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Abstract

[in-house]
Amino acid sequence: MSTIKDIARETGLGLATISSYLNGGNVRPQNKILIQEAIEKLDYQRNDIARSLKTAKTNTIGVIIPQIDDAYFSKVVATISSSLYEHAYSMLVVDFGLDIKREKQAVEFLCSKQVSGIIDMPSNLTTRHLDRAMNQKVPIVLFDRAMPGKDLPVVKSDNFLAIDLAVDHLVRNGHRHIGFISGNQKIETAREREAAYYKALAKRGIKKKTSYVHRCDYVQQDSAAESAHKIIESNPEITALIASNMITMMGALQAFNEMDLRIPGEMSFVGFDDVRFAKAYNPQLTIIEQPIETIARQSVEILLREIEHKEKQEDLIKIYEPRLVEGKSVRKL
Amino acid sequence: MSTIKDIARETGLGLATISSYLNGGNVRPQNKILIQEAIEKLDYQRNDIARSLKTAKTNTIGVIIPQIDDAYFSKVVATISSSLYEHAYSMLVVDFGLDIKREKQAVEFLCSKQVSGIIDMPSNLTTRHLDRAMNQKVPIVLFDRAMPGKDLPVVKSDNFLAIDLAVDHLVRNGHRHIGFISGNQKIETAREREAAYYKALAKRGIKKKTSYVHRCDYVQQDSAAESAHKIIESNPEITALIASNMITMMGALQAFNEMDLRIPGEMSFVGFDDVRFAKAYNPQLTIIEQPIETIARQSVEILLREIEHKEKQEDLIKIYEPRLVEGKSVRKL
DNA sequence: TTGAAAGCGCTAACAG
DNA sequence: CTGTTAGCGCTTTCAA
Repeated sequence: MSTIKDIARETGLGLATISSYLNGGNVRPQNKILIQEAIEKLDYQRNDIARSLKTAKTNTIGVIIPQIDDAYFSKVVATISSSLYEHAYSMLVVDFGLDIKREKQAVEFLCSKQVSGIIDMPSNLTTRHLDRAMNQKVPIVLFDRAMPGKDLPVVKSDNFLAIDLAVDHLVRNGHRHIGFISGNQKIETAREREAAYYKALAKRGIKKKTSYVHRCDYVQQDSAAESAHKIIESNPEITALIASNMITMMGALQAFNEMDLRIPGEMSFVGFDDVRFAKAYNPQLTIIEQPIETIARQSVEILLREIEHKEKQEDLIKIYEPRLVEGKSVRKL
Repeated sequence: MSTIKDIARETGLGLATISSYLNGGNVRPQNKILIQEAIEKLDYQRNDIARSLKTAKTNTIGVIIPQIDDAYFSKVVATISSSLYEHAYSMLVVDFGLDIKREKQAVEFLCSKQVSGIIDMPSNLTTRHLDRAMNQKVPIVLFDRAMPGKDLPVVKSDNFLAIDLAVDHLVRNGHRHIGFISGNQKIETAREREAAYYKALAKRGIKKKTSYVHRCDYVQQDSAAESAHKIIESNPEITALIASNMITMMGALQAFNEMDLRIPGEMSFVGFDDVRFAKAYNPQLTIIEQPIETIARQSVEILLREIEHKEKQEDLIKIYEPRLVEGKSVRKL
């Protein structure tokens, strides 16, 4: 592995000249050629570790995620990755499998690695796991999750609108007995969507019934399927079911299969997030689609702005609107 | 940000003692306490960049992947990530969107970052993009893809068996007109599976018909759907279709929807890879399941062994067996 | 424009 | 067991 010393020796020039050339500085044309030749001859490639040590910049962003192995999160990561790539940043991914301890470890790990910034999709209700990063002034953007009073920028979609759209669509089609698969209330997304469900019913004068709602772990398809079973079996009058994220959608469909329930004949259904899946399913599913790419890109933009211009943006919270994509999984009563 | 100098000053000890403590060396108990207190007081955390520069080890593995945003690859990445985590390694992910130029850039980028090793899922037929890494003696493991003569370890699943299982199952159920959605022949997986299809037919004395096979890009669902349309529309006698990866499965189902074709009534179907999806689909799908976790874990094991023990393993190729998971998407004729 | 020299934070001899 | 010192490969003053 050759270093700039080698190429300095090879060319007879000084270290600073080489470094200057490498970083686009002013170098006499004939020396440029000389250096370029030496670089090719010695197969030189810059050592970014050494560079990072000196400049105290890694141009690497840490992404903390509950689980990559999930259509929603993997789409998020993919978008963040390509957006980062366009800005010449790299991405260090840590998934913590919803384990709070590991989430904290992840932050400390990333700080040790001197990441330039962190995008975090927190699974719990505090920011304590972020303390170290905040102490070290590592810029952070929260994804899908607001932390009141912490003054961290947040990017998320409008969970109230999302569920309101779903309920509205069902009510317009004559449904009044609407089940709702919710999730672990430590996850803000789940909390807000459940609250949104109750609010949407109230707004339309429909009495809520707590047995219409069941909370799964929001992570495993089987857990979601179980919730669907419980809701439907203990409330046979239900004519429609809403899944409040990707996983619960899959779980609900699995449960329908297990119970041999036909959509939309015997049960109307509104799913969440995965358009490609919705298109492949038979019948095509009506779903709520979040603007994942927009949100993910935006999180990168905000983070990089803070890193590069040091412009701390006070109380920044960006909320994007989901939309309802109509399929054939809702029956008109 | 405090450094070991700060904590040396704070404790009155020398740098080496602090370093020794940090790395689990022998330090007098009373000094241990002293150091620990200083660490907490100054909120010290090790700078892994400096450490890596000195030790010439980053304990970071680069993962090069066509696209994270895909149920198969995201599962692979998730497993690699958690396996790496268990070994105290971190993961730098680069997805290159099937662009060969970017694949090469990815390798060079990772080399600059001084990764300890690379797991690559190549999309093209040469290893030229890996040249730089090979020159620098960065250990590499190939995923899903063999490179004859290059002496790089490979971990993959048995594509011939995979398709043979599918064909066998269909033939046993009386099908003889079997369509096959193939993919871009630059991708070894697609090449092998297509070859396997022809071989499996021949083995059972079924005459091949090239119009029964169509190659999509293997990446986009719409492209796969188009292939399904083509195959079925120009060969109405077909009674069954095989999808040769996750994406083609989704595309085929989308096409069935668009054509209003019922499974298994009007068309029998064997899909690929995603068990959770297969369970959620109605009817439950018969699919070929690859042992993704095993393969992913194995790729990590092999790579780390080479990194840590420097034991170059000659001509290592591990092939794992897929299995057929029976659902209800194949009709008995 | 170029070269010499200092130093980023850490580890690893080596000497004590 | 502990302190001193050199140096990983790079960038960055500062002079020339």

The urban misdemeanor process relies on a wide variety of informal groupings and aggregations. Order maintenance police arrest large numbers of people based on neighborhood, age, race, and other generalizations. Prosecutors and public defenders resolve entire classes of minor plea bargains based on standard local practices and pricing. Urban courts process hundreds of cases en masse. At each stage, the pressure to aggregate—to treat people and cases by group—weakens and sometimes eliminates individuated scrutiny of defendants and the evidence in their cases; people are largely evaluated, convicted, and punished by category and based on institutional habit. This wholesale process of creating criminal convictions in the aggregate is in deep tension with core precepts of criminal law, most fundamentally the idea that criminal guilt is an individuated concept reflecting the defendant’s personal culpability. This Article traces the influence of different sorts of aggregation through each step of the urban misdemeanor process, demonstrating how that process has effectively abandoned the individuated model of guilt and lost many of the essential characteristics of a classic “criminal” system of legal judgment. It then explores civil scholarship’s insights into the substantive power that informal aggregations can exert over liability rules and outcomes, in particular how mass settlement scenarios can generate no-fault liability regimes with high risks of fraud. The Article concludes that the misdemeanor system as it currently stands does not function as a traditional “criminal” system of judgment in large part because aggregation erodes the substantive content of criminal convictions.

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